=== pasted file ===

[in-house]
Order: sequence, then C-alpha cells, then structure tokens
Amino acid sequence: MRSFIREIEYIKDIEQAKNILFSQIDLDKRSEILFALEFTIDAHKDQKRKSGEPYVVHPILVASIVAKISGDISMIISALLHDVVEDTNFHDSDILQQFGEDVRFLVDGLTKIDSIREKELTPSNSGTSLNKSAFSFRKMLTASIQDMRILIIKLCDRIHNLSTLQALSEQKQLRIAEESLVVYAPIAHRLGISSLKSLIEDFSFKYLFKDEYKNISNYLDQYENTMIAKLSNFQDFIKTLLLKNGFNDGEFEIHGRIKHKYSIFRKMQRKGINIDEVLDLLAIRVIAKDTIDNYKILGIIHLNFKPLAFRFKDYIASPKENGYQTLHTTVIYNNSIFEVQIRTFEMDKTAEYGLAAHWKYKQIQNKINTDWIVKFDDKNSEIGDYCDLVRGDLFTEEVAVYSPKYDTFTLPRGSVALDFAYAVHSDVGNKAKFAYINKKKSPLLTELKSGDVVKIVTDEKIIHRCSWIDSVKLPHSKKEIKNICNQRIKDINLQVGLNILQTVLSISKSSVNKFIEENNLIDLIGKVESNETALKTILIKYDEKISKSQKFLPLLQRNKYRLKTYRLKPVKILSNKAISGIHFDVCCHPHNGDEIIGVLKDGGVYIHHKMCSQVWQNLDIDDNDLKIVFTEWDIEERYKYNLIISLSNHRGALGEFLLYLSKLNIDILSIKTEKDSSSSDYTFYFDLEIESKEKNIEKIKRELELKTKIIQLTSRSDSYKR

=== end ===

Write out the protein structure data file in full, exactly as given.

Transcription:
[in-house]
Order: sequence, then C-alpha cells, then structure tokens
Amino acid sequence: MRSFIREIEYIKDIEQAKNILFSQIDLDKRSEILFALEFTIDAHKDQKRKSGEPYVVHPILVASIVAKISGDISMIISALLHDVVEDTNFHDSDILQQFGEDVRFLVDGLTKIDSIREKELTPSNSGTSLNKSAFSFRKMLTASIQDMRILIIKLCDRIHNLSTLQALSEQKQLRIAEESLVVYAPIAHRLGISSLKSLIEDFSFKYLFKDEYKNISNYLDQYENTMIAKLSNFQDFIKTLLLKNGFNDGEFEIHGRIKHKYSIFRKMQRKGINIDEVLDLLAIRVIAKDTIDNYKILGIIHLNFKPLAFRFKDYIASPKENGYQTLHTTVIYNNSIFEVQIRTFEMDKTAEYGLAAHWKYKQIQNKINTDWIVKFDDKNSEIGDYCDLVRGDLFTEEVAVYSPKYDTFTLPRGSVALDFAYAVHSDVGNKAKFAYINKKKSPLLTELKSGDVVKIVTDEKIIHRCSWIDSVKLPHSKKEIKNICNQRIKDINLQVGLNILQTVLSISKSSVNKFIEENNLIDLIGKVESNETALKTILIKYDEKISKSQKFLPLLQRNKYRLKTYRLKPVKILSNKAISGIHFDVCCHPHNGDEIIGVLKDGGVYIHHKMCSQVWQNLDIDDNDLKIVFTEWDIEERYKYNLIISLSNHRGALGEFLLYLSKLNIDILSIKTEKDSSSSDYTFYFDLEIESKEKNIEKIKRELELKTKIIQLTSRSDSYKR